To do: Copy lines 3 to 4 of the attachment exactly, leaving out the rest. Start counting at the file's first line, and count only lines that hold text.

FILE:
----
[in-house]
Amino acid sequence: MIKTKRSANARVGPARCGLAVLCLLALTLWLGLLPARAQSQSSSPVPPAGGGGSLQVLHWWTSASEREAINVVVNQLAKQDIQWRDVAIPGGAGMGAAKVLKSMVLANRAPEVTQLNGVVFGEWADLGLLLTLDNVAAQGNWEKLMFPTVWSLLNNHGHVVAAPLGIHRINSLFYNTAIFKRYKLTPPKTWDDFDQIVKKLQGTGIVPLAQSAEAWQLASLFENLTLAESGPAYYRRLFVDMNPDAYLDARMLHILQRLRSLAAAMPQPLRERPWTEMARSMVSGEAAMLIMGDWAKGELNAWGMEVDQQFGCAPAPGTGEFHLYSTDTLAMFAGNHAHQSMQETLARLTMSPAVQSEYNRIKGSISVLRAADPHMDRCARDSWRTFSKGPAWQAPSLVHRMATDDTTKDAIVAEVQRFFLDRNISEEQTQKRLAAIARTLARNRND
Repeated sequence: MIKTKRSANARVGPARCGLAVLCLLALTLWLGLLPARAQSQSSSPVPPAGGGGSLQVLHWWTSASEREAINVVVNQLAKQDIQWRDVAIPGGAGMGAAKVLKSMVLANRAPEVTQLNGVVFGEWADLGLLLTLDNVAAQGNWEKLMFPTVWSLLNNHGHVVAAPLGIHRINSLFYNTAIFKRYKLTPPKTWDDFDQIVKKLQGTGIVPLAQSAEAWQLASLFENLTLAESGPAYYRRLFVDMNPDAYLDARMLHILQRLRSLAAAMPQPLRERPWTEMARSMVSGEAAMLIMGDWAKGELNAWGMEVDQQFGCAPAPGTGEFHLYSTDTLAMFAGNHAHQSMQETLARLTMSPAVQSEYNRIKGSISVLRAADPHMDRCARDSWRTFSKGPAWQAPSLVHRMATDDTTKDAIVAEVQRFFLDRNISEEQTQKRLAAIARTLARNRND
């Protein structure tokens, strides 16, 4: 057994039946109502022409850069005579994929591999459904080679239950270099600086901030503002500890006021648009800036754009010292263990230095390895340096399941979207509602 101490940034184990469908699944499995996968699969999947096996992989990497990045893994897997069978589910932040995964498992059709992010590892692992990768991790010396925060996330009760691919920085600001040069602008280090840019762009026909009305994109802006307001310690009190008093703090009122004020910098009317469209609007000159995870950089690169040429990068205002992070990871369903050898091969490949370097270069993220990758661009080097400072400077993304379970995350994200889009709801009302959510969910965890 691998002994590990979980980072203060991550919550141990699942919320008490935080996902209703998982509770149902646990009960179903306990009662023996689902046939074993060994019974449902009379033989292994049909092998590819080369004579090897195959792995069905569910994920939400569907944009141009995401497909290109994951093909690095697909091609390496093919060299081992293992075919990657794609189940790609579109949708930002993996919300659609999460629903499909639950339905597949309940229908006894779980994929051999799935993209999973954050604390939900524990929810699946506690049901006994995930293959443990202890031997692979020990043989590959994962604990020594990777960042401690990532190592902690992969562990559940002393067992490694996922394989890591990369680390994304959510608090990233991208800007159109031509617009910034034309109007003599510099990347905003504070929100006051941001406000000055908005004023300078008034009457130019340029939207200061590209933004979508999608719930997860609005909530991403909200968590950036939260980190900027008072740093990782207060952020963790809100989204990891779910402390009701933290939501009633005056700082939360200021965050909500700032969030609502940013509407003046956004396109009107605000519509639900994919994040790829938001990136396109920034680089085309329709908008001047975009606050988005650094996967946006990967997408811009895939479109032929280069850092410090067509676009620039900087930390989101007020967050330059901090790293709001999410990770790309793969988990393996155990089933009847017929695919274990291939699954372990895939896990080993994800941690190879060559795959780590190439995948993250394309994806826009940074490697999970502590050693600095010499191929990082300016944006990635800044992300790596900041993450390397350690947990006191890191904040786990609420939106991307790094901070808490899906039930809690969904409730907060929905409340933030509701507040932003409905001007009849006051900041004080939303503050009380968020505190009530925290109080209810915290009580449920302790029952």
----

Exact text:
Repeated sequence: MIKTKRSANARVGPARCGLAVLCLLALTLWLGLLPARAQSQSSSPVPPAGGGGSLQVLHWWTSASEREAINVVVNQLAKQDIQWRDVAIPGGAGMGAAKVLKSMVLANRAPEVTQLNGVVFGEWADLGLLLTLDNVAAQGNWEKLMFPTVWSLLNNHGHVVAAPLGIHRINSLFYNTAIFKRYKLTPPKTWDDFDQIVKKLQGTGIVPLAQSAEAWQLASLFENLTLAESGPAYYRRLFVDMNPDAYLDARMLHILQRLRSLAAAMPQPLRERPWTEMARSMVSGEAAMLIMGDWAKGELNAWGMEVDQQFGCAPAPGTGEFHLYSTDTLAMFAGNHAHQSMQETLARLTMSPAVQSEYNRIKGSISVLRAADPHMDRCARDSWRTFSKGPAWQAPSLVHRMATDDTTKDAIVAEVQRFFLDRNISEEQTQKRLAAIARTLARNRND
């Protein structure tokens, strides 16, 4: 057994039946109502022409850069005579994929591999459904080679239950270099600086901030503002500890006021648009800036754009010292263990230095390895340096399941979207509602 101490940034184990469908699944499995996968699969999947096996992989990497990045893994897997069978589910932040995964498992059709992010590892692992990768991790010396925060996330009760691919920085600001040069602008280090840019762009026909009305994109802006307001310690009190008093703090009122004020910098009317469209609007000159995870950089690169040429990068205002992070990871369903050898091969490949370097270069993220990758661009080097400072400077993304379970995350994200889009709801009302959510969910965890 691998002994590990979980980072203060991550919550141990699942919320008490935080996902209703998982509770149902646990009960179903306990009662023996689902046939074993060994019974449902009379033989292994049909092998590819080369004579090897195959792995069905569910994920939400569907944009141009995401497909290109994951093909690095697909091609390496093919060299081992293992075919990657794609189940790609579109949708930002993996919300659609999460629903499909639950339905597949309940229908006894779980994929051999799935993209999973954050604390939900524990929810699946506690049901006994995930293959443990202890031997692979020990043989590959994962604990020594990777960042401690990532190592902690992969562990559940002393067992490694996922394989890591990369680390994304959510608090990233991208800007159109031509617009910034034309109007003599510099990347905003504070929100006051941001406000000055908005004023300078008034009457130019340029939207200061590209933004979508999608719930997860609005909530991403909200968590950036939260980190900027008072740093990782207060952020963790809100989204990891779910402390009701933290939501009633005056700082939360200021965050909500700032969030609502940013509407003046956004396109009107605000519509639900994919994040790829938001990136396109920034680089085309329709908008001047975009606050988005650094996967946006990967997408811009895939479109032929280069850092410090067509676009620039900087930390989101007020967050330059901090790293709001999410990770790309793969988990393996155990089933009847017929695919274990291939699954372990895939896990080993994800941690190879060559795959780590190439995948993250394309994806826009940074490697999970502590050693600095010499191929990082300016944006990635800044992300790596900041993450390397350690947990006191890191904040786990609420939106991307790094901070808490899906039930809690969904409730907060929905409340933030509701507040932003409905001007009849006051900041004080939303503050009380968020505190009530925290109080209810915290009580449920302790029952």